Because the editor knows the types of the variables, you don't only get completion, you also get error checks:

Now you know that you have to fix it, convert age to a string with str(age):

def get_name_with_age(name: str, age: int):
    name_with_age = name + " is this old: " + str(age)
    return name_with_age

Declaring types

You just saw the main place to declare type hints. As function parameters.

This is also the main place you would use them with FastAPI.

Simple types

You can declare all the standard Python types, not only str.

You can use, for example:

  • int
  • float
  • bool
  • bytes
def get_items(item_a: str, item_b: int, item_c: float, item_d: bool, item_e: bytes):
    return item_a, item_b, item_c, item_d, item_d, item_e

Generic types with type parameters

There are some data structures that can contain other values, like dict, list, set and tuple. And the internal values can have their own type too.

To declare those types and the internal types, you can use the standard Python module typing.

It exists specifically to support these type hints.


For example, let's define a variable to be a list of str.

From typing, import List (with a capital L):

from typing import List

def process_items(items: List[str]):
    for item in items:

Declare the variable, with the same colon (:) syntax.

As the type, put the List.

As the list is a type that contains some internal types, you put them in square brackets:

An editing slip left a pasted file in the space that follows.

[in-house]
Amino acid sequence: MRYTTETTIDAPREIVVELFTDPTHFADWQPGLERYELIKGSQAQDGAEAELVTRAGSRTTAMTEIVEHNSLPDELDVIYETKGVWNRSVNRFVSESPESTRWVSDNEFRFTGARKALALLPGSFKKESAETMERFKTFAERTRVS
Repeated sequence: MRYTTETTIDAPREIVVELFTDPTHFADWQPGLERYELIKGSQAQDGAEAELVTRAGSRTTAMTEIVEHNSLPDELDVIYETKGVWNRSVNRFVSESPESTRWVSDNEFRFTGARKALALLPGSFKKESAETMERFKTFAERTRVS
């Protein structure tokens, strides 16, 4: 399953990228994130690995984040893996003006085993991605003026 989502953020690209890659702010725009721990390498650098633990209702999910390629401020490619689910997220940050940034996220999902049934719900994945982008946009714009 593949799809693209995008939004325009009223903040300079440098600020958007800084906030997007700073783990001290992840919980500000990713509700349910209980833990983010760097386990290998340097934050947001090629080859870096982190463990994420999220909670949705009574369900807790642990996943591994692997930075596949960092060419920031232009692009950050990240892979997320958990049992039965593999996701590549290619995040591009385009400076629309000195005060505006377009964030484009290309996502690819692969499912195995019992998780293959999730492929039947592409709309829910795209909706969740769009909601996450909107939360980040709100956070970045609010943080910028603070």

from typing import List

def process_items(items: List[str]):
    for item in items:


Those internal types in the square brackets are called "type parameters".

In this case, str is the type parameter passed to List.

That means: "the variable items is a list, and each of the items in this list is a str".

By doing that, your editor can provide support even while processing items from the list:

Without types, that's almost impossible to achieve.

Notice that the variable item is one of the elements in the list items.

And still, the editor knows it is a str, and provides support for that.

Tuple and Set

You would do the same to declare tuples and sets:

from typing import Set, Tuple

def process_items(items_t: Tuple[int, int, str], items_s: Set[bytes]):
    return items_t, items_s

This means:

  • The variable items_t is a tuple with 3 items, an int, another int, and a str.
  • The variable items_s is a set, and each of its items is of type bytes.


To define a dict, you pass 2 type parameters, separated by commas.

The first type parameter is for the keys of the dict.

The second type parameter is for the values of the dict:

from typing import Dict

def process_items(prices: Dict[str, float]):
    for item_name, item_price in prices.items():

This means:

  • The variable prices is a dict:
    • The keys of this dict are of type str (let's say, the name of each item).
    • The values of this dict are of type float (let's say, the price of each item).


You can also use Optional to declare that a variable has a type, like str, but that it is "optional", which means that it could also be None: